Like you, I’ve seen a lot of ducks in my life, but it wasn’t until 2006 that I first beheld the the wondrous waterfowl that I’d come to regard as my favorite duck, bar none – the White-cheeked Pintail.
The White cheeked Pintail (Anas bahamensis), also known as the Bahama Pintail, is a dabbling duck that plies brackish waterways throughout its range. Three similar subspecies are distributed regionally from the Caribbean to South America and the Galápagos Islands.
The Bahama Pintail is a truly beautiful duck with a divinely dappled fawn breast and spiky scalloping adorning plumage of black and rufous. What really sets this bird apart, however, is a vibrant bill of hot pink and periwinkle set off by those signature cheeks of snowy white. Like most southern ducks, this one is not dimorphic which means the males and females are equally enchanting.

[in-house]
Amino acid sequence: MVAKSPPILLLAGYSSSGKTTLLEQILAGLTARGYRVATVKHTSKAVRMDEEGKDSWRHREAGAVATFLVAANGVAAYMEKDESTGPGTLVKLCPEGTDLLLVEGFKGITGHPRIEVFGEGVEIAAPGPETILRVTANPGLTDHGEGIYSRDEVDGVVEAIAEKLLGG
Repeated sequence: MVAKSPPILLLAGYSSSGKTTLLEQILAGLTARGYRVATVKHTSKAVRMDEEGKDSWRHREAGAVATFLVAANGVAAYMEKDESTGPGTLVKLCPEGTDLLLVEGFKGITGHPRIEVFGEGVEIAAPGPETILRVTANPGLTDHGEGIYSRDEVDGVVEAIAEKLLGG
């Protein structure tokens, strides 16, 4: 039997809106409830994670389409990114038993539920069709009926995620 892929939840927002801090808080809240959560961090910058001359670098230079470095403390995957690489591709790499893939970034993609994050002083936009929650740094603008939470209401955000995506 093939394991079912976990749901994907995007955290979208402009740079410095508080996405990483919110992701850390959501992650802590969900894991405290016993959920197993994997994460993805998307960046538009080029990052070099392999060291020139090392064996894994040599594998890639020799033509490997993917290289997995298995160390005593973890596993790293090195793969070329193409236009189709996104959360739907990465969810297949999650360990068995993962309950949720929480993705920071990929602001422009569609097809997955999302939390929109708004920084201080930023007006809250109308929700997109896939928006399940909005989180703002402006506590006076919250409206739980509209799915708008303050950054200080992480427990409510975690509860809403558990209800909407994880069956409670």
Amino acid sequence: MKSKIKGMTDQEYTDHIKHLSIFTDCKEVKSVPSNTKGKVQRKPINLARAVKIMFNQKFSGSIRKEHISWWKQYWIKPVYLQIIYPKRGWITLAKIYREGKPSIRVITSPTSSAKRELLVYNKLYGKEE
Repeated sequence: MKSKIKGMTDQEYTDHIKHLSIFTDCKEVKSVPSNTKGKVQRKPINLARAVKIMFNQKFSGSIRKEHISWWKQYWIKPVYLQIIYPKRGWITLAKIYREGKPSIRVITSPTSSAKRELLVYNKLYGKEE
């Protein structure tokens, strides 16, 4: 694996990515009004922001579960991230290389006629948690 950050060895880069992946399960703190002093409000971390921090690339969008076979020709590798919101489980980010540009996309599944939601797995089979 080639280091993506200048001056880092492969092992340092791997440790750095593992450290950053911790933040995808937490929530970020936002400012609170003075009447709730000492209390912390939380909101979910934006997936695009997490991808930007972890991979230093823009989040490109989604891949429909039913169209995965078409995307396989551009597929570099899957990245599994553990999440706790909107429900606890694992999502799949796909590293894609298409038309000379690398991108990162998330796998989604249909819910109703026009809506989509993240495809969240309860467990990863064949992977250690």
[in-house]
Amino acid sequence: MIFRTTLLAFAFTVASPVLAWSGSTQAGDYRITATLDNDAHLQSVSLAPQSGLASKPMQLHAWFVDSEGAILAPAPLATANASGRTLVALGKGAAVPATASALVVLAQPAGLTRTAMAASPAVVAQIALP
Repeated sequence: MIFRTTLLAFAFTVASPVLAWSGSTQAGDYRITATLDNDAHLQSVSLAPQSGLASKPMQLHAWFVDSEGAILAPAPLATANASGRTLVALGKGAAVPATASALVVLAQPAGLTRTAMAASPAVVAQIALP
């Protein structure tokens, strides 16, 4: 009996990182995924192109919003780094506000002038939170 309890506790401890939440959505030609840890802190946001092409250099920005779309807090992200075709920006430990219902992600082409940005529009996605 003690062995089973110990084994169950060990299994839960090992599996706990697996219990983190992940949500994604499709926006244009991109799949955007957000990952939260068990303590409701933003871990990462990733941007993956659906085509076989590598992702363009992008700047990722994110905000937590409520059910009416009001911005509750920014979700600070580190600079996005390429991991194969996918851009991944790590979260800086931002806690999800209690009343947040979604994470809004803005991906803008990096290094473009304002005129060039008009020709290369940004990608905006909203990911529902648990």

This precious little pipsqueak is related to other pintails in the subgenus Dafila such as the higher profile Northern Pintail. However, it most closely resembles other birds in its subgenus like Red-billed Teal (Anas erythrorhyncha) or Cape Teal (Anas capensis).
Paradise Island in the Bahamas is, in my experience, a perfect place to spy these pintails. Undaunted by larger moorhens or Neotropic Cormorants, White-cheeked Pintails in their festive flocks seem perfectly suited to that relaxed West Indies environment.
(This post was last published in January 2008, but we can’t keep ducks this delightful trapped in the archives now, can we?)